Ever since Dr. Martin Luther King, Jr. Day was signed into law as a national holiday by President Reagan in 1983, it has taken on a unique character that truly reflects the life and ideals of Dr. King.
The day is often marked with community service projects and activities that better the lives of others. As King once said, “Life’s most persistent and urgent question is, ‘What are you doing for others?
One person who exemplified the spirit of King’s words was a woman named Oseola McCarty. Oseola was born in 1908 in Mississippi, long before Dr. King’s civil rights mission began.
When she was in the sixth grade, her aunt became ill and required homecare. Oseola quit school to tend to her aunt and never returned to her studies. To support herself, she became a washerwoman, like her mother did and continued at her trade until she was forced to quit due to arthritis in 1994.
Oseola made headlines in 1995 after it was announced that she had established a trust that, after her death, a portion would be donated to the University of Southern Mississippi for scholarships for students in need.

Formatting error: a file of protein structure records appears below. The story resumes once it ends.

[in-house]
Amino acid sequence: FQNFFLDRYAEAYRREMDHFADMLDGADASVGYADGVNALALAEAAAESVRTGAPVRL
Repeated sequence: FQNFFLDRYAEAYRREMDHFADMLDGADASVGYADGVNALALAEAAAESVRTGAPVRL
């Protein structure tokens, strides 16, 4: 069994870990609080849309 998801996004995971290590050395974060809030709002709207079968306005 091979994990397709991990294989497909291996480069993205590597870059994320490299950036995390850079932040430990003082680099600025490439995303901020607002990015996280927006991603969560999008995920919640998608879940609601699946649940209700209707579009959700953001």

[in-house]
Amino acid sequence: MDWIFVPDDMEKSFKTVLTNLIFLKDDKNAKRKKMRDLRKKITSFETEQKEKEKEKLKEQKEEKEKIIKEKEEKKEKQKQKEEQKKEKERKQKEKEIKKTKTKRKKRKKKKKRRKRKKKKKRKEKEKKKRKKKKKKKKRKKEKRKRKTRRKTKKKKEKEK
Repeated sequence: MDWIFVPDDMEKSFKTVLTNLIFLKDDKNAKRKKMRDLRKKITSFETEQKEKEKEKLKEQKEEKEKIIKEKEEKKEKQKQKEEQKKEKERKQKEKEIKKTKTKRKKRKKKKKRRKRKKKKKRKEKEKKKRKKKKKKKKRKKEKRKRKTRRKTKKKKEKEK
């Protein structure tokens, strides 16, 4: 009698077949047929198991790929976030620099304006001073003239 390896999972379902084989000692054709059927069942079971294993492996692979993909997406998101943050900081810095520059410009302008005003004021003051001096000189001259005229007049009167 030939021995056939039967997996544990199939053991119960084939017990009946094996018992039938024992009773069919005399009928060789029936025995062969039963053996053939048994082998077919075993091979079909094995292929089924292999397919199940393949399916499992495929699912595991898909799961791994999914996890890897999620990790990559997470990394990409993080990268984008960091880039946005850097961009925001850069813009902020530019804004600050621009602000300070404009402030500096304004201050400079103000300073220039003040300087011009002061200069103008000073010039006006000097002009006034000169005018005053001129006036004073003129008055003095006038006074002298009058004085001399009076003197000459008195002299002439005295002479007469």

The amount of the trust was estimated at $150,000, a remarkable amount given her occupation. How could someone who spent her career as a washerwoman have saved so much money?
As a young girl, her mother taught her the importance of saving money. She opened her first saving account and began to make regular small deposits. She lived frugally; never owned a car, walked wherever she went, refrained from the “luxuries” of subscription newspaper and cable television.
In 1998, the University awarded her an honorary degree, and later that year, President Clinton presented her with a Presidential Citizens Medal, the second highest civilian award in the nation.
She passed away in 1999, leaving behind a legacy that truly personified the spirit of Dr. Martin Luther King, Jr.
As we approach the MLK holiday, we at Forest Lawn pay tribute to this great American who set the standard for service to others, and brought hope and equality to millions.